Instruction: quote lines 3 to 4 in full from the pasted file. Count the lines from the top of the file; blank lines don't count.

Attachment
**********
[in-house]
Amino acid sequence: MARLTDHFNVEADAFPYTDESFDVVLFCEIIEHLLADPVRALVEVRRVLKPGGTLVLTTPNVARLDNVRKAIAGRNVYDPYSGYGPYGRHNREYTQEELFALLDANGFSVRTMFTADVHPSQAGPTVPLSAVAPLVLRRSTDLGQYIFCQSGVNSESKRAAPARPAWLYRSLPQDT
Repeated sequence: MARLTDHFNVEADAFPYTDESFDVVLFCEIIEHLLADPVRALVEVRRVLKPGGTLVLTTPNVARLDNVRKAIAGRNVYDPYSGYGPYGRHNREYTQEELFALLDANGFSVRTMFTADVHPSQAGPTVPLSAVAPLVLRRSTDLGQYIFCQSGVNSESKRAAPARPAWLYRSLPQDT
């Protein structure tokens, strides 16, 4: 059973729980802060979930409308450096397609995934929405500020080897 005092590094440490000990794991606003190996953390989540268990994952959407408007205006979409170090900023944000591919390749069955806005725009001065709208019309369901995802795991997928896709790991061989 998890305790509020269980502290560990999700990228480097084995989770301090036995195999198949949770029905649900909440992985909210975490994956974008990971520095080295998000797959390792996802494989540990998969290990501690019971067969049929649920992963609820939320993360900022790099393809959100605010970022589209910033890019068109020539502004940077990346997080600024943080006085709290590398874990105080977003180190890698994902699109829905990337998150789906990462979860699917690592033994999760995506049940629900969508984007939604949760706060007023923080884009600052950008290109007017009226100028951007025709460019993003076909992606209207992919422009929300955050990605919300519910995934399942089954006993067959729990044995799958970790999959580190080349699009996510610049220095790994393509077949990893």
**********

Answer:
Repeated sequence: MARLTDHFNVEADAFPYTDESFDVVLFCEIIEHLLADPVRALVEVRRVLKPGGTLVLTTPNVARLDNVRKAIAGRNVYDPYSGYGPYGRHNREYTQEELFALLDANGFSVRTMFTADVHPSQAGPTVPLSAVAPLVLRRSTDLGQYIFCQSGVNSESKRAAPARPAWLYRSLPQDT
């Protein structure tokens, strides 16, 4: 059973729980802060979930409308450096397609995934929405500020080897 005092590094440490000990794991606003190996953390989540268990994952959407408007205006979409170090900023944000591919390749069955806005725009001065709208019309369901995802795991997928896709790991061989 998890305790509020269980502290560990999700990228480097084995989770301090036995195999198949949770029905649900909440992985909210975490994956974008990971520095080295998000797959390792996802494989540990998969290990501690019971067969049929649920992963609820939320993360900022790099393809959100605010970022589209910033890019068109020539502004940077990346997080600024943080006085709290590398874990105080977003180190890698994902699109829905990337998150789906990462979860699917690592033994999760995506049940629900969508984007939604949760706060007023923080884009600052950008290109007017009226100028951007025709460019993003076909992606209207992919422009929300955050990605919300519910995934399942089954006993067959729990044995799958970790999959580190080349699009996510610049220095790994393509077949990893």